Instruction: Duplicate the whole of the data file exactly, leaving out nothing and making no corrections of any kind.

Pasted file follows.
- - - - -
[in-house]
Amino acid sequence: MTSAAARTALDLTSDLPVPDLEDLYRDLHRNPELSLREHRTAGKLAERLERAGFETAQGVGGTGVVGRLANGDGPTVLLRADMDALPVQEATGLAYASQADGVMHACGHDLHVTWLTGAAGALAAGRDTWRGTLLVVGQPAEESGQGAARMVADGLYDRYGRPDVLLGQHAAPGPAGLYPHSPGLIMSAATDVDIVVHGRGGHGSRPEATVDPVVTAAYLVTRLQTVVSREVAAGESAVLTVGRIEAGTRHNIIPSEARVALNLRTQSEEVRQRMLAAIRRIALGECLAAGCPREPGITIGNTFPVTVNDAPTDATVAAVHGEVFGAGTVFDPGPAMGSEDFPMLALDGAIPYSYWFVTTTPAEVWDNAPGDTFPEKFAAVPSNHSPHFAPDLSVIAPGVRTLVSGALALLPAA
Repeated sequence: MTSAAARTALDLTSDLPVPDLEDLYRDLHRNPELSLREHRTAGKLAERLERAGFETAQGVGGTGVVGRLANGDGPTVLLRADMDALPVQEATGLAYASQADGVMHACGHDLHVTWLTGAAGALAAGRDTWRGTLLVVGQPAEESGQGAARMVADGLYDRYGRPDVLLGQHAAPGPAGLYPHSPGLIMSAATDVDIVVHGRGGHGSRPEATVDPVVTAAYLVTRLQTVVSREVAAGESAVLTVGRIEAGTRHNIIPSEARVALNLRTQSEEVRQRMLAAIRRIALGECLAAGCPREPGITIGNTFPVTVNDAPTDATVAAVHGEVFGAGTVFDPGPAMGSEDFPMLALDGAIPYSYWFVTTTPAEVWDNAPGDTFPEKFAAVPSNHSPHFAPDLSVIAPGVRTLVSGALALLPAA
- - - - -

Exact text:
[in-house]
Amino acid sequence: MTSAAARTALDLTSDLPVPDLEDLYRDLHRNPELSLREHRTAGKLAERLERAGFETAQGVGGTGVVGRLANGDGPTVLLRADMDALPVQEATGLAYASQADGVMHACGHDLHVTWLTGAAGALAAGRDTWRGTLLVVGQPAEESGQGAARMVADGLYDRYGRPDVLLGQHAAPGPAGLYPHSPGLIMSAATDVDIVVHGRGGHGSRPEATVDPVVTAAYLVTRLQTVVSREVAAGESAVLTVGRIEAGTRHNIIPSEARVALNLRTQSEEVRQRMLAAIRRIALGECLAAGCPREPGITIGNTFPVTVNDAPTDATVAAVHGEVFGAGTVFDPGPAMGSEDFPMLALDGAIPYSYWFVTTTPAEVWDNAPGDTFPEKFAAVPSNHSPHFAPDLSVIAPGVRTLVSGALALLPAA
Repeated sequence: MTSAAARTALDLTSDLPVPDLEDLYRDLHRNPELSLREHRTAGKLAERLERAGFETAQGVGGTGVVGRLANGDGPTVLLRADMDALPVQEATGLAYASQADGVMHACGHDLHVTWLTGAAGALAAGRDTWRGTLLVVGQPAEESGQGAARMVADGLYDRYGRPDVLLGQHAAPGPAGLYPHSPGLIMSAATDVDIVVHGRGGHGSRPEATVDPVVTAAYLVTRLQTVVSREVAAGESAVLTVGRIEAGTRHNIIPSEARVALNLRTQSEEVRQRMLAAIRRIALGECLAAGCPREPGITIGNTFPVTVNDAPTDATVAAVHGEVFGAGTVFDPGPAMGSEDFPMLALDGAIPYSYWFVTTTPAEVWDNAPGDTFPEKFAAVPSNHSPHFAPDLSVIAPGVRTLVSGALALLPAA